[ 6 minutes to read ]When preachers act like ‘Mean Girls’ [I] was doing some light reading on the power dynamics in social groups, as you do, and I came across an interesting article on this subject as portrayed in a movie called, Mean Girls. Apparently, the setting for this movie is a high school, which is the perfect vehicle for commentary on this social phenomenon. Everyone who’s been to high school is aware of what are called social cliques in school, i.e., the cool kids, the rich kids, the athletes, the nerds, etc. Since I’m writing an article on the strictures of shadow hierarchies within social groups, which no one will read, by my own choice without any form of remuneration, I will let you decide which group I should be in.
Schools are like biomes with different ecosystems in them. You have the official system with its power hierarchy and written rules. The first system would include the school administration, teachers, staff, and the various school rules that govern academic life and extracurricular activities. These are the sort of things you can find out on school websites, in printed handbooks, and official stationery. The first system might extend to the students via student councils and class presidents. The first system is the primary system and overarching hierarchy that includes the whole school.
There is also what Tolstoy referred to as a second system, an “unwritten system,” in his epic, War and Peace. Tolstoy, of course, was writing about a military setting, which is another great example like schools. The second system is unofficial and unwritten. Within the first system it is clear who is in and who is out. Every student, teacher, janitor, principal, etc., of that school is in and everyone else is out. The second system is not like that. There are some who are clearly in and some who are clearly out, and there are always several on the border. This is how C. S. Lewis described what he called the inner ring in his essay, The Inner Ring. Lewis observed that inner rings have real power, though unwritten and unofficial, due to people’s desire to be in and fear of being out. The key is to know that these mean rings, as I shall call them, have a very real power that influences and controls people, even though there is no official structure, meetings, rules, or officers. There is no formal process of membership or exclusion. If you’re in, you’re in, and if you’re out, you’re out, and out hard.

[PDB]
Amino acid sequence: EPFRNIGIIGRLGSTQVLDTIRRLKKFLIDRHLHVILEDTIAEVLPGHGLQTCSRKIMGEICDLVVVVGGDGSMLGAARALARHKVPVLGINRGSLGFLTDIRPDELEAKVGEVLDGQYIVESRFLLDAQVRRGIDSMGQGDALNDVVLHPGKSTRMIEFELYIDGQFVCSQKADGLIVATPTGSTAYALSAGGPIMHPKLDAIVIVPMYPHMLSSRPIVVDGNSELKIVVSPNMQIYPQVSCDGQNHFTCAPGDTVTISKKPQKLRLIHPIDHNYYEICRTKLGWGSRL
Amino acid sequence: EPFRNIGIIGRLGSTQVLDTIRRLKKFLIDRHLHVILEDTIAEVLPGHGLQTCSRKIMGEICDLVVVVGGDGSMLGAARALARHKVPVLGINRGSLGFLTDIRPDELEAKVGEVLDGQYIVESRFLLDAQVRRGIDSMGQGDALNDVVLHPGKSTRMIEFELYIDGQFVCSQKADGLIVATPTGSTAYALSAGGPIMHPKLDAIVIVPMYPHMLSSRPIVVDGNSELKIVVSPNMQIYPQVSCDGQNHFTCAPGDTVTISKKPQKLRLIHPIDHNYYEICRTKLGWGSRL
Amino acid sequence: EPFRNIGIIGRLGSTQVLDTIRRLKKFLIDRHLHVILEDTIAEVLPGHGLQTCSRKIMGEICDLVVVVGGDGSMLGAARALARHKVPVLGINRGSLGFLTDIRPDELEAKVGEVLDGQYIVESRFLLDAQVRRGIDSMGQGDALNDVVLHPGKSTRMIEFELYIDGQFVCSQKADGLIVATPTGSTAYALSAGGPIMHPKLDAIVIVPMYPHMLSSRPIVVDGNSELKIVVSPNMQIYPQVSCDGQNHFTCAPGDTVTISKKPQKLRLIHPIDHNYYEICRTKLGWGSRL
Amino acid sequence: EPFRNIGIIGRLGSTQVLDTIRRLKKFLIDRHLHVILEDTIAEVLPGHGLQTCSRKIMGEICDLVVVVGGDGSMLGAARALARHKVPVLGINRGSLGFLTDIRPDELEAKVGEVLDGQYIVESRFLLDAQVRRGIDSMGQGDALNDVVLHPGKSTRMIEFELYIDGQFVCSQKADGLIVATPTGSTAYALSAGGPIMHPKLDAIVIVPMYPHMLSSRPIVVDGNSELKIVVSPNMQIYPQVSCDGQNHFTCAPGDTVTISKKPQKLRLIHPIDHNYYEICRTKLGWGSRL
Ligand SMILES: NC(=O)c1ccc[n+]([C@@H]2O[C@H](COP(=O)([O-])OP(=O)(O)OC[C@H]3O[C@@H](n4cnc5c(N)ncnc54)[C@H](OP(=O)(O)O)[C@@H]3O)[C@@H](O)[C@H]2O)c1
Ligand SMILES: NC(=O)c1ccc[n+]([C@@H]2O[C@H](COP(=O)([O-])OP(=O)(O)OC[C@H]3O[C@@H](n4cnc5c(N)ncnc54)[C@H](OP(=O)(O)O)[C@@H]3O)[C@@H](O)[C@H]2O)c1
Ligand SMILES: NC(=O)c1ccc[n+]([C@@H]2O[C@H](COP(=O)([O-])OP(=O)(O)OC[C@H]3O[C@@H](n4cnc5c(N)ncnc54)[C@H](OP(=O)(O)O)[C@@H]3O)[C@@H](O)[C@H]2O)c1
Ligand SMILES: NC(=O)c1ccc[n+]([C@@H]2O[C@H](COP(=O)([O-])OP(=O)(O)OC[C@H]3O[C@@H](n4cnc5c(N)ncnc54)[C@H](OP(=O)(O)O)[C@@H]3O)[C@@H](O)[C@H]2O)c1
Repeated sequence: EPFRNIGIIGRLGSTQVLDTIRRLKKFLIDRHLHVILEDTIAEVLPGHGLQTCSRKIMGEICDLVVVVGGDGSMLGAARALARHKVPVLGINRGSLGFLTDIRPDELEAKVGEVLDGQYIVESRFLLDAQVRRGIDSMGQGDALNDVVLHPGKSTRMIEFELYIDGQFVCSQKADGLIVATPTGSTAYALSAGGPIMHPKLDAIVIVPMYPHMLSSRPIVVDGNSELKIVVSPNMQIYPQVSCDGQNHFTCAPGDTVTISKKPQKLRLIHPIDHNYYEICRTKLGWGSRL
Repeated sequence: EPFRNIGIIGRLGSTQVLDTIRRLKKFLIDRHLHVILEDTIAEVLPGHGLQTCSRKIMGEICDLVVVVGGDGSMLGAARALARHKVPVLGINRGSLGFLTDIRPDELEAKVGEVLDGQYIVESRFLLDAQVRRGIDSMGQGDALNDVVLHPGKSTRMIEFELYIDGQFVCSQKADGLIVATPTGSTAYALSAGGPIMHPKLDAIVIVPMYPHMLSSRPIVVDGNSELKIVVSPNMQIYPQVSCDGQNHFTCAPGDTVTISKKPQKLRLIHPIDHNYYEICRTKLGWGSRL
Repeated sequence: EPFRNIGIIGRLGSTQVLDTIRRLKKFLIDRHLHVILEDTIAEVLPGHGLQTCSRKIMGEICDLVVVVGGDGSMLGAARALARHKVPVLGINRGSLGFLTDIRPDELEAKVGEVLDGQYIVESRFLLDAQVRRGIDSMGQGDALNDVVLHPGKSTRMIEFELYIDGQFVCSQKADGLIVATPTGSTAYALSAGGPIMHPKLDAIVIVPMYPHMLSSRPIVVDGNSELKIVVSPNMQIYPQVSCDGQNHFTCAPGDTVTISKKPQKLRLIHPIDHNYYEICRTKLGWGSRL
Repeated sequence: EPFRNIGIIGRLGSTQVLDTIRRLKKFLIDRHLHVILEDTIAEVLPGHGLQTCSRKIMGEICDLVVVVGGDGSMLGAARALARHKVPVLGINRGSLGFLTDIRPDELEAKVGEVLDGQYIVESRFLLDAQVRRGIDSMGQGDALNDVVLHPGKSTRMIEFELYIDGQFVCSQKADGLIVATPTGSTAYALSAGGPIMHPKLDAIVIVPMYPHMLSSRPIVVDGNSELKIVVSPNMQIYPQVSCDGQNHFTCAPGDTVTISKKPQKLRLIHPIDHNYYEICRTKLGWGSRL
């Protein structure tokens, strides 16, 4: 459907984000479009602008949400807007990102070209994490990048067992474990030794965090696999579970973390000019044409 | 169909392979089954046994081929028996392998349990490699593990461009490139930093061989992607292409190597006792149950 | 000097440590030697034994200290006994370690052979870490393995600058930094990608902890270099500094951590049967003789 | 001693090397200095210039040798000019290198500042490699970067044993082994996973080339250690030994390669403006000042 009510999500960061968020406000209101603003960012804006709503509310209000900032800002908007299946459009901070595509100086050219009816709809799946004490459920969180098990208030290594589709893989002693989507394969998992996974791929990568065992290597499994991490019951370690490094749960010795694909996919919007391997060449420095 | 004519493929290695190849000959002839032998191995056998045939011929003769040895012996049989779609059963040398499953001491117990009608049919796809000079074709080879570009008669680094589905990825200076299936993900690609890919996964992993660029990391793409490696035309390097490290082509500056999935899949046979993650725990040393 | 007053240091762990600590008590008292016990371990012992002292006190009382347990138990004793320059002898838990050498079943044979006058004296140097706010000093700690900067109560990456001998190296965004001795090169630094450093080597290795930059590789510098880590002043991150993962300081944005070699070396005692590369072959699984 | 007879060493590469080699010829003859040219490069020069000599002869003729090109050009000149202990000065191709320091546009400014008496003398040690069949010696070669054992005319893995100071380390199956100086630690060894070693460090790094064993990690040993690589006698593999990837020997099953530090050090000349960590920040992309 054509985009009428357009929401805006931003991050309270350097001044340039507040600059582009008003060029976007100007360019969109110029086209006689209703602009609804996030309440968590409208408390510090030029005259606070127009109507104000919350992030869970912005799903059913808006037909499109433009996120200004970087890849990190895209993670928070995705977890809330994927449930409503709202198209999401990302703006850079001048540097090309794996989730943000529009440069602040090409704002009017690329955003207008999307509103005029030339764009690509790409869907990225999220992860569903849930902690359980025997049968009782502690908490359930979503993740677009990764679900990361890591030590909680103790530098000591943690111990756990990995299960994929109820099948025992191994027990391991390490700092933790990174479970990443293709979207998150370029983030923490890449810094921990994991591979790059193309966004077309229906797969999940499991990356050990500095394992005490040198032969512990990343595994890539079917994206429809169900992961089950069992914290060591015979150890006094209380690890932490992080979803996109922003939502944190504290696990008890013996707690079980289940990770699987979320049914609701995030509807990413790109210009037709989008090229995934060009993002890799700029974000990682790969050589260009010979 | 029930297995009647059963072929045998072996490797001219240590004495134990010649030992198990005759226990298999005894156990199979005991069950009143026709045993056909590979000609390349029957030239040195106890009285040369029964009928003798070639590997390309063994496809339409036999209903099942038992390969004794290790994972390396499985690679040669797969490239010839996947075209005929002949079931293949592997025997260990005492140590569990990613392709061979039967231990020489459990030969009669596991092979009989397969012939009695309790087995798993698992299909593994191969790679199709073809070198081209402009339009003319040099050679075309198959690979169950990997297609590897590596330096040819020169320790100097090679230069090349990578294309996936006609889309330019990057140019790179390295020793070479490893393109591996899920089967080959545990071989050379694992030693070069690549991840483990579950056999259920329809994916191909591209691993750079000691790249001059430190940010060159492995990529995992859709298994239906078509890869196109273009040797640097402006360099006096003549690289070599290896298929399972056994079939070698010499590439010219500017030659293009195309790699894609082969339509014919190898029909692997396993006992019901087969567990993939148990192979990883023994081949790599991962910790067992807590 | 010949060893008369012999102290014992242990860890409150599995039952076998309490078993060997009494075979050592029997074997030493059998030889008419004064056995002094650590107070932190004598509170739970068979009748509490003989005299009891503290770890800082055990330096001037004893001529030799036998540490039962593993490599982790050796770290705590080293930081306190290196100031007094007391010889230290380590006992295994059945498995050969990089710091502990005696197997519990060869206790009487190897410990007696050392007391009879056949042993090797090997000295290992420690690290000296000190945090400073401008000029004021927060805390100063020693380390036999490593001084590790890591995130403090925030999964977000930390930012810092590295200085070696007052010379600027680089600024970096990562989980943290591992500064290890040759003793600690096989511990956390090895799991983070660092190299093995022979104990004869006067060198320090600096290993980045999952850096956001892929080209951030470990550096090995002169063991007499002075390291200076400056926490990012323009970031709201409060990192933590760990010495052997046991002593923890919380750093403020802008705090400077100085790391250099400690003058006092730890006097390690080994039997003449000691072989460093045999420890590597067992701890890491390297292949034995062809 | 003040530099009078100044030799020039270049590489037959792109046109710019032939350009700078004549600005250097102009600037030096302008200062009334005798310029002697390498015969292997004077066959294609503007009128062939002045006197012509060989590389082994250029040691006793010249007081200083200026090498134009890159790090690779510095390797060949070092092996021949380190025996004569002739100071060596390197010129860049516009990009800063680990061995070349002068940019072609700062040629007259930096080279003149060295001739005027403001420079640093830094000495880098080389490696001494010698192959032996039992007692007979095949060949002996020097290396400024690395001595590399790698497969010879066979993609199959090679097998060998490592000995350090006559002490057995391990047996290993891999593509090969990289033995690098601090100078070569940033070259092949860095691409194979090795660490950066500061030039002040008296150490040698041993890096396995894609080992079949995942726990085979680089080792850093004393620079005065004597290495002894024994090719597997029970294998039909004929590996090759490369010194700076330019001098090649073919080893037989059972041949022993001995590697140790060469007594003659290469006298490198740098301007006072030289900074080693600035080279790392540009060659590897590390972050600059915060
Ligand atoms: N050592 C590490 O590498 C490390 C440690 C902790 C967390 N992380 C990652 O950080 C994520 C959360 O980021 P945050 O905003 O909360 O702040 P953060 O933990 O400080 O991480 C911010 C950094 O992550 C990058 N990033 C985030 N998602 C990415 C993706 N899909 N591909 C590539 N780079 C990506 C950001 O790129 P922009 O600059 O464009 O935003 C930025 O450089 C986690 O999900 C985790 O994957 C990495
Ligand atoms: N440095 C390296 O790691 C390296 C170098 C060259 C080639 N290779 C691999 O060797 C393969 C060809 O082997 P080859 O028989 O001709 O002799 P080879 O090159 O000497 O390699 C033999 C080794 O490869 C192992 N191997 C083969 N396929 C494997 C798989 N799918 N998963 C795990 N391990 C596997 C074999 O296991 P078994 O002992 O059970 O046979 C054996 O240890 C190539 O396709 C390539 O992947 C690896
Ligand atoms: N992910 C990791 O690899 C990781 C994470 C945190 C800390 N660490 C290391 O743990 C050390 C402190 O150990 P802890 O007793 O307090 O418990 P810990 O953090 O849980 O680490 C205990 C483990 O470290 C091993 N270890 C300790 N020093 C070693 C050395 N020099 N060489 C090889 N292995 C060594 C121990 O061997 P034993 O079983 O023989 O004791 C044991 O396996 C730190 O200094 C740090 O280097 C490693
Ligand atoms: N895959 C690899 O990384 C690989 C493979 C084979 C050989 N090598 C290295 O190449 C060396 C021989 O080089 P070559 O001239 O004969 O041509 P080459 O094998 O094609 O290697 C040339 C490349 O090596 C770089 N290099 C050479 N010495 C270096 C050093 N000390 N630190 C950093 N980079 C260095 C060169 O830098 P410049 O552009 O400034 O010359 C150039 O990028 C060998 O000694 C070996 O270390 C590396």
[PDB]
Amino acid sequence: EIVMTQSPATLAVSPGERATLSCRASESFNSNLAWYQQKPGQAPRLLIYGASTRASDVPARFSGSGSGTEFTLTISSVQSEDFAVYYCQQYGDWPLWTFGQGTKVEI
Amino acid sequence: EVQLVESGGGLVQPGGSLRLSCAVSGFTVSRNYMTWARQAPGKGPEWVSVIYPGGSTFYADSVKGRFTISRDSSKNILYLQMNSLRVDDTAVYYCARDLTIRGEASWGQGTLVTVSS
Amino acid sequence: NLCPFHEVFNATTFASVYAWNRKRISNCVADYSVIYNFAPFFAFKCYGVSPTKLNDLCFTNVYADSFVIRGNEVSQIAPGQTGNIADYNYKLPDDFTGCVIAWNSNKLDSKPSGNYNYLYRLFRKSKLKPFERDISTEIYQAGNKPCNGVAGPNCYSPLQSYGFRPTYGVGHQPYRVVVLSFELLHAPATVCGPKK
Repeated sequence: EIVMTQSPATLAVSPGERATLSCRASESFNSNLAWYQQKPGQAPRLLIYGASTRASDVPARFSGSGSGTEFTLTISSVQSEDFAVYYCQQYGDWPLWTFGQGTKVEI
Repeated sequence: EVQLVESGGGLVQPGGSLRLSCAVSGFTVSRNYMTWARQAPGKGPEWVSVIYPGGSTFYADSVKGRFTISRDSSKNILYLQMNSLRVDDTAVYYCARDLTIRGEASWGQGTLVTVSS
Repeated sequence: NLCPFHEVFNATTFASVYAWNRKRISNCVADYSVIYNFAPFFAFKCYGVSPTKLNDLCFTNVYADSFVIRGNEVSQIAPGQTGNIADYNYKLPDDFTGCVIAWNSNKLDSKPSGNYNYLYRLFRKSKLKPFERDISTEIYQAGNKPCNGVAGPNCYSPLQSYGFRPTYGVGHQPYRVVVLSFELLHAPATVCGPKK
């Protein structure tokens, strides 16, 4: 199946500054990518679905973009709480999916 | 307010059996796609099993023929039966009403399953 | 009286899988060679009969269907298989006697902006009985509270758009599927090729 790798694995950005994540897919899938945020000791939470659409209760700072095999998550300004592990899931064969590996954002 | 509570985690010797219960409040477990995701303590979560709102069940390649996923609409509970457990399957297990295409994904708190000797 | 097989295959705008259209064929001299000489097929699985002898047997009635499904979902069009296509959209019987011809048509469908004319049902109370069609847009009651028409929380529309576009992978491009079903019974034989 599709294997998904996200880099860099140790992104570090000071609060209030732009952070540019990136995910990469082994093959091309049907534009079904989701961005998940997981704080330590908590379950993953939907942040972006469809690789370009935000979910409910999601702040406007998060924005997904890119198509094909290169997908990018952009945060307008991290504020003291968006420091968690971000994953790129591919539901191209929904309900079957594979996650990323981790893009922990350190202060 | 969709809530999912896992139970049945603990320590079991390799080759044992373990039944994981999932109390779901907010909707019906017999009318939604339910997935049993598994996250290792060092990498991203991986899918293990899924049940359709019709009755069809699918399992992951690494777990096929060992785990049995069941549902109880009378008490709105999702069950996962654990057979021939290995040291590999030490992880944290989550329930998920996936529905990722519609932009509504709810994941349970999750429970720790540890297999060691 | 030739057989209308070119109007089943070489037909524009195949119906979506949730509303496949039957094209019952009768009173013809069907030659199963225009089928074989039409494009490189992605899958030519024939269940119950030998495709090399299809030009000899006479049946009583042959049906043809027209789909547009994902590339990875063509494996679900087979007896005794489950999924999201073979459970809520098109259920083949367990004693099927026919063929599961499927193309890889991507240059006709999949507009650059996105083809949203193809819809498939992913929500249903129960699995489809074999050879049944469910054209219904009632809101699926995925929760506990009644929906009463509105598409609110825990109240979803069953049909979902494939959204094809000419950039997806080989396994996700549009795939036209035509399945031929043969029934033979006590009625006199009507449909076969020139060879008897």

Going back to school
The mean ring in the movie is a group of teen girls the article writer referred to as “the plastics.” That’s a good name, though I don’t know if they were actually called that in the movie or not. The group has a de facto leader who is attractive, rich, and has a very high EQ. She understands what motivates people and how to read them so as to manipulate them. This is how she derives her real, though unofficial, power. She makes up arbitrary rules to control her pawns, plays group members against each other, and resorts to blackmail if she’s not getting her way or her power position is threatened. Her primary power is her approval. If you’re in, you have her approval. If you have her disapproval, you’re out and your social standing is nil. Girls want in this group to have her approval and the social cachet that provides. One of the ways to get in and stay in is to provide information to the leader. Information is vital to maintain the power structure and control of the group.
Nothing reveals the presence and power of such groups like introducing a newcomer, who is an outsider. The movie brings a new girl into the school who is intelligent but completely unaware of the power dynamics of the groups and the unwritten rules they play by. She mistakenly takes everything at face value, as though people are who they appear to be and say what they appear to mean. The mean ring fakes nice to the new girl at first, which she interprets as friendliness. However, they have hidden motives, because such groups have to evaluate people to determine whether they would be an asset to the group and willing to abide by the rules, or whether they are a threat and have to be neutralized and clearly kept out of the group. Someone who sees through the shadow hierarchy and cannot be controlled is a clear and present danger that requires swift, decisive action to eliminate.